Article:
10 May 2006

The Land of the Endangered.

The State of Hawaii is one of the smaller states in the Union. According to Wikipedia, we're 43rd out of 50 in size, 42nd in population, and, at 3000km from the nearest continent, we're as isloated as you can get. We may be small and out of the way, but there's a lot that we have. We've got a great climate - we're the only state that's entirely in the tropics. Being in the middle of the ocean helps there, too, since all that water helps to moderate the climate even more. It also gives us some really great beaches, world-class surf spots, and truly excellent snorkling and diving.

There's something else that being isolated does for us. It's the reason that we're the endangered species capital of the United States. We're so far out in the middle of the ocean that it is very difficult for new species to get here. The few that have made it have become the founders for evolutionary radiations, resulting in the origin of thousands of species unique to Hawaii. These species have been hit hard as a result of human actions. One in four species (329/1312) on the United States endangered species list is endemic to the Hawaiian Islands.

Yesterday, the list of endangered species in Hawaii got longer. The United States Fish and Wildlife Service added eleven species of Drosphila to the endangered species list, with one more species being listed as threatened. Each of the twelve species is found on only on a single island.

For those of you not familiar with the Hawaiian Drosophila, let me provide a quick intro. The genus Drosophila is best known because of Drosophila melanogaster, the legendary "fruit fly" that geneticists and students of biology have worked with for decades. ("Fruit fly" is in quotes because Drosophila are not actually fruit flies, but I'll refrain [for now] from descending to the depths of dorkdom necessary to go into detail on the difference. For now, suffice it to say that the distinction is at least semi-important to people who work with the group in the field.)

As I was saying, D. melanogaster is the best known member of the group, but it is far from the only one. There are literally thousands of species in the genus. Almost a quarter of them are found only in the Hawaiian Islands. The twelve flies being listed are members of a group of the Hawaiian Drosophila known as the picture-wings. (Pictures of two picture wings, one of which [D. heteroneura] is one of the newly-listed species, can be found in an earlier post here.) Each of the listed species has a range restricted to a single island. Most of them will only breed on a small number of plant species (1-3). They are extremely rare - surveys in their habitat areas don't turn up more than a couple of flies. Listing these species as endangered, under the circumstances, is such a complete no brainer that it's a wonder that it only took five years of work and a lawsuit to get it done.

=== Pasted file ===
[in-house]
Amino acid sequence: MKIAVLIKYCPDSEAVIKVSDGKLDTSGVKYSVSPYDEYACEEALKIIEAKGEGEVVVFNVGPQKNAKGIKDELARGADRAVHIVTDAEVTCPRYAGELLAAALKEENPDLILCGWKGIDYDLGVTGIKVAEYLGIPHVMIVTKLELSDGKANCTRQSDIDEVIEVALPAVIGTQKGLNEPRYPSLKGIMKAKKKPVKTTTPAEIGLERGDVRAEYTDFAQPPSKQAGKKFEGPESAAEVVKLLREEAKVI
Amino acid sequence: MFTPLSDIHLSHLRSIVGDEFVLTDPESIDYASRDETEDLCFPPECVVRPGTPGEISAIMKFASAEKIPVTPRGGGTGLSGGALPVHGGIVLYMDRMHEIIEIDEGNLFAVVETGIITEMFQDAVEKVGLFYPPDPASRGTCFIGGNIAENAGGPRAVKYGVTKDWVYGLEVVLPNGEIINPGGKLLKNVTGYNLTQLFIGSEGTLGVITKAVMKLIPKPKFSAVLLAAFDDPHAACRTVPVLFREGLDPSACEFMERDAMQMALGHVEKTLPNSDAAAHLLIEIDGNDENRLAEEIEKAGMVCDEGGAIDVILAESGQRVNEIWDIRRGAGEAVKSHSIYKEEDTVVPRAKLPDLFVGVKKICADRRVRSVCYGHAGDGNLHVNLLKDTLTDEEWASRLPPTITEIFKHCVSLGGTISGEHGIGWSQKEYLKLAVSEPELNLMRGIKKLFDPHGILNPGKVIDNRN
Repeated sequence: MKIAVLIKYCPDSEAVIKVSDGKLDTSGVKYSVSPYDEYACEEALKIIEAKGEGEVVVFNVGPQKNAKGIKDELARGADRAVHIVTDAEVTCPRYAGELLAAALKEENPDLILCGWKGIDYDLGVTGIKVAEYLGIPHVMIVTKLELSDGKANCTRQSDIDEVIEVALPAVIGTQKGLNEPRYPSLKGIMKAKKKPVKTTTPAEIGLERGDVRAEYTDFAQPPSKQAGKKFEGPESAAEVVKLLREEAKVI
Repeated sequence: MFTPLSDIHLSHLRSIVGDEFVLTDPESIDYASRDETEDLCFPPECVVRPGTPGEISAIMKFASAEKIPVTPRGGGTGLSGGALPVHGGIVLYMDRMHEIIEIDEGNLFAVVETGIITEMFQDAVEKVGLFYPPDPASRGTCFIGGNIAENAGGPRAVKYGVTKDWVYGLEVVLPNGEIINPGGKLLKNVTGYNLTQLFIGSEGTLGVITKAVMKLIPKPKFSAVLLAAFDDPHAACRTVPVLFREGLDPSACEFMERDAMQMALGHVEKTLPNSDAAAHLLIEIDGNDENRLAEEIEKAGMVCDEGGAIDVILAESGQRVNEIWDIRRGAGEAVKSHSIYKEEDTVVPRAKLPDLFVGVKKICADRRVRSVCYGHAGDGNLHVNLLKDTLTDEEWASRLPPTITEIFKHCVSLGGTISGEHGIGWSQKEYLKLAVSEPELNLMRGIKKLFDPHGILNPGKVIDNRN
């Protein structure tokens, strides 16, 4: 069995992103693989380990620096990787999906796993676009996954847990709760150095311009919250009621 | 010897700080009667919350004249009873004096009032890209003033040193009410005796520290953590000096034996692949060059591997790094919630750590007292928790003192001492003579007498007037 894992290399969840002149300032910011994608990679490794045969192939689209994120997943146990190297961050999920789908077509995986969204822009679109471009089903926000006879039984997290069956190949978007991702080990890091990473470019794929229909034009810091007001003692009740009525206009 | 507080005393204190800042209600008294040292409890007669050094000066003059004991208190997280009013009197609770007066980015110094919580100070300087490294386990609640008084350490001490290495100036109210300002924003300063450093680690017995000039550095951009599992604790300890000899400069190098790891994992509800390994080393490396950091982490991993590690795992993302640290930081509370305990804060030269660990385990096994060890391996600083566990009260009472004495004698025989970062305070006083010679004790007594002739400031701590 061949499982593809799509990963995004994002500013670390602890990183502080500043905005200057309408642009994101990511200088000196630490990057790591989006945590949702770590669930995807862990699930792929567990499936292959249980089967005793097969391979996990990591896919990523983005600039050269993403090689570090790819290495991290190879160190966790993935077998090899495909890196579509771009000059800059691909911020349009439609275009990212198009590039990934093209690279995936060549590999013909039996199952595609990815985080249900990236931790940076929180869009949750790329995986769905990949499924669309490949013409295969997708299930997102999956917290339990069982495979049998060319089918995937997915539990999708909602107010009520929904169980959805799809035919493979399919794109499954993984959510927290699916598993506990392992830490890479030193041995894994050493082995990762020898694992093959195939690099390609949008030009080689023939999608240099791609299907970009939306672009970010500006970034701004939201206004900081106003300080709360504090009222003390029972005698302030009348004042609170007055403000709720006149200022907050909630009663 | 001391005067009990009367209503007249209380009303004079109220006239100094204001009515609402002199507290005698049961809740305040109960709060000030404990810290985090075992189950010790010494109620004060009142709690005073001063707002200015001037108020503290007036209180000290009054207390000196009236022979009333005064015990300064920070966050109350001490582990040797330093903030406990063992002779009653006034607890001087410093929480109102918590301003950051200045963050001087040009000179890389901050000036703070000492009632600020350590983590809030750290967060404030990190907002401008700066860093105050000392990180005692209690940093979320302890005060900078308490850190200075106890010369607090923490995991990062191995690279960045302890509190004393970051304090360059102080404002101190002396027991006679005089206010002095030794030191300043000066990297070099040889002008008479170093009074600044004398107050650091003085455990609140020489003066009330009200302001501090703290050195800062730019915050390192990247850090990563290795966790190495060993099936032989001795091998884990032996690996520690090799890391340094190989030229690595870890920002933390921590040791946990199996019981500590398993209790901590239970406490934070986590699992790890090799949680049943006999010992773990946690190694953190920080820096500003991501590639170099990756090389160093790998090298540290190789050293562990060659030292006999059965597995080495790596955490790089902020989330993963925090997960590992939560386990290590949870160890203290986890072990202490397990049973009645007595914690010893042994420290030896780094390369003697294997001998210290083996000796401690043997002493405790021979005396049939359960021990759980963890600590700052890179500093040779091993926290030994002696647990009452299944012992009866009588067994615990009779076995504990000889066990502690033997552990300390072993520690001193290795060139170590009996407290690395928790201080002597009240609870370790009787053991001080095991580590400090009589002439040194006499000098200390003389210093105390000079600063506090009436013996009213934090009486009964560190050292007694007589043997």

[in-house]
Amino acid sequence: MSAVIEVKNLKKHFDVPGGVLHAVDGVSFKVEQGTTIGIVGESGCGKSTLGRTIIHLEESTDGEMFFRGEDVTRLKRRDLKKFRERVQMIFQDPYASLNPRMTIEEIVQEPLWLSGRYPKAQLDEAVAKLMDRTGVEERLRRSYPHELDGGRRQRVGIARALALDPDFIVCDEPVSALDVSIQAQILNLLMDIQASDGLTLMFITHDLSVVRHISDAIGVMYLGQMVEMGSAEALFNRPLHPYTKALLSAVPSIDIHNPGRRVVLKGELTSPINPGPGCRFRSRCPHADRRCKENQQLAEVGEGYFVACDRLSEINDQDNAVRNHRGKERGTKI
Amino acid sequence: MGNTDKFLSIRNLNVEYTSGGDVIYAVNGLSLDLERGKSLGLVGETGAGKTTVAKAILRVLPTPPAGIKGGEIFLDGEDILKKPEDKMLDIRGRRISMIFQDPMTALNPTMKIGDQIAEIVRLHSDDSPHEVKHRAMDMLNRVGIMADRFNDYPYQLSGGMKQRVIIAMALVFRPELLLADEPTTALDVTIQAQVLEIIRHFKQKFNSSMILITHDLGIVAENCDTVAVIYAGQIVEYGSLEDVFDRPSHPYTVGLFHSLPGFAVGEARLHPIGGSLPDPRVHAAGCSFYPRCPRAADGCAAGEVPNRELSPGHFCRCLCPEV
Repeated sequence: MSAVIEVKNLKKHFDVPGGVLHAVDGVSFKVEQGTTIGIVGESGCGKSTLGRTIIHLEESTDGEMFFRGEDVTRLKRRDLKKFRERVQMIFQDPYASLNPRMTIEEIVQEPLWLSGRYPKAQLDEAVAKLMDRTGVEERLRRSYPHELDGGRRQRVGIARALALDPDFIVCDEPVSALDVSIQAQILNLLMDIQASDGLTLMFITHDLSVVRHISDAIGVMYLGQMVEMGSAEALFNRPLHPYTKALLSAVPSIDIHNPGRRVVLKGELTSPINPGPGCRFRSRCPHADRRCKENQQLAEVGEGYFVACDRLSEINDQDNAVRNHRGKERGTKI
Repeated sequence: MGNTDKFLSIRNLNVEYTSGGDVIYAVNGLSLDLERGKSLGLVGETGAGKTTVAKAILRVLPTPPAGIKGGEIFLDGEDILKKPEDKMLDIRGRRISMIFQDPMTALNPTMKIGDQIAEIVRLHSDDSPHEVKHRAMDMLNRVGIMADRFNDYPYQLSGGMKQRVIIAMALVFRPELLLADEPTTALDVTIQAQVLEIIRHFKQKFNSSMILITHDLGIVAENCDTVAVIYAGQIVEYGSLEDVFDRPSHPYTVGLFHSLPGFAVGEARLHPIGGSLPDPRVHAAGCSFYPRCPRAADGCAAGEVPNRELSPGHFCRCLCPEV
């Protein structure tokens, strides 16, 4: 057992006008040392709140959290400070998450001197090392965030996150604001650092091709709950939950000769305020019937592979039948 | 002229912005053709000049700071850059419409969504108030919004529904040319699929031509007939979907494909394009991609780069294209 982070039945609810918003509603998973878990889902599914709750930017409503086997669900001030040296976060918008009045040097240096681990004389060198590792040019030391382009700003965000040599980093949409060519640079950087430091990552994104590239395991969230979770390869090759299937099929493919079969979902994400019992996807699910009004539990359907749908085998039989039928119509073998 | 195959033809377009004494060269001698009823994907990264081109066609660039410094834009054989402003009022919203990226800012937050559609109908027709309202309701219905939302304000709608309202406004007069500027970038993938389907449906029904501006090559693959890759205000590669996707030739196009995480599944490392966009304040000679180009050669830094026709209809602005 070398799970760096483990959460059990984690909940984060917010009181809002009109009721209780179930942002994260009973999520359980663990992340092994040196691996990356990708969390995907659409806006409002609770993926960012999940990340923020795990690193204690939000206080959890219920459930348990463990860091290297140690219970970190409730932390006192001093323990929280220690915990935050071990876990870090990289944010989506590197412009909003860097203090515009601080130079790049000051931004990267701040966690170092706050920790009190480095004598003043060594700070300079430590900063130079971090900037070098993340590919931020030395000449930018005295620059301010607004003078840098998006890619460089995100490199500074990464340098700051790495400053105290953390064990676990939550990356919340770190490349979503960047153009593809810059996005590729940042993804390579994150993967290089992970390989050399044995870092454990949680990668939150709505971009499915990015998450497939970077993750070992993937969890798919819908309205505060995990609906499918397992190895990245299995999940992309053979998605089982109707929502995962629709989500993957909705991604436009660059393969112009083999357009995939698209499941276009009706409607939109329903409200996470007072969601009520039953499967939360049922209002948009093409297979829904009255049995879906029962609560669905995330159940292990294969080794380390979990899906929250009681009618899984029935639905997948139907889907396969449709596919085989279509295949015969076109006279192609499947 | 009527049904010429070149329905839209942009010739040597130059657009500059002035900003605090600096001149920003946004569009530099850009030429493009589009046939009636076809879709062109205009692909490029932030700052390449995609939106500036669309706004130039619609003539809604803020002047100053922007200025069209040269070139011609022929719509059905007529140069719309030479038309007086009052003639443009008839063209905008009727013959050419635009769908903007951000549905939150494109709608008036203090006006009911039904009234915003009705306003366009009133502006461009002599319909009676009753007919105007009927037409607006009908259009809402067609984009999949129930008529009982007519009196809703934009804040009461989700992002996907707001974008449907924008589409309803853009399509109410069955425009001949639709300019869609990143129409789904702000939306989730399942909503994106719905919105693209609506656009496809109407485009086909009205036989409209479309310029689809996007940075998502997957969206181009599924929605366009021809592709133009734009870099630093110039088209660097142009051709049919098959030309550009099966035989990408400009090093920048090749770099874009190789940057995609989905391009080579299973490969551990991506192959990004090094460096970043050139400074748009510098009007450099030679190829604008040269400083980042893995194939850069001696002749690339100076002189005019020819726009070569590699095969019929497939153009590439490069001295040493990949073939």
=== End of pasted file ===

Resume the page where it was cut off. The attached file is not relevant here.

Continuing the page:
But here's the kicker - the only thing that really distinguishes these twelve picture wings from the other hundred or so in the group is that they are a bit more rare. The vast majority of the group are limited to one island, and the vast majority are limited to a small number of plants. It's possible to catch a few more during surveys, but the difference isn't really all that much - none of these insects are what anyone would consider to be common.

It gets even better. The picture wings, ironically enough, haven't been the focus of this attention because they are the rarest of the Hawaiian Drosophilids. They've gotten the attention because they're the best studied group. The truth is, we don't actually even know how many species there are for sure. Entirely new species have been described within the last few years, and it is quite probable that there are more to be found.

Described species or not, formally listed or not, there are a lot of species in Hawaii that are very rare and at risk of extinction. Listing these twelve species is good, especially since the lawsuit settlement also mandates that critical habitat be designated for these species. It's good, but it's hardly enough. Unless we want to lose biodiversity faster than we can discover and describe it, we need to do far more to protect the native Hawaiian species. And, of course, we need to put more time, effort, and money into studying our ecosystems while we still have them.

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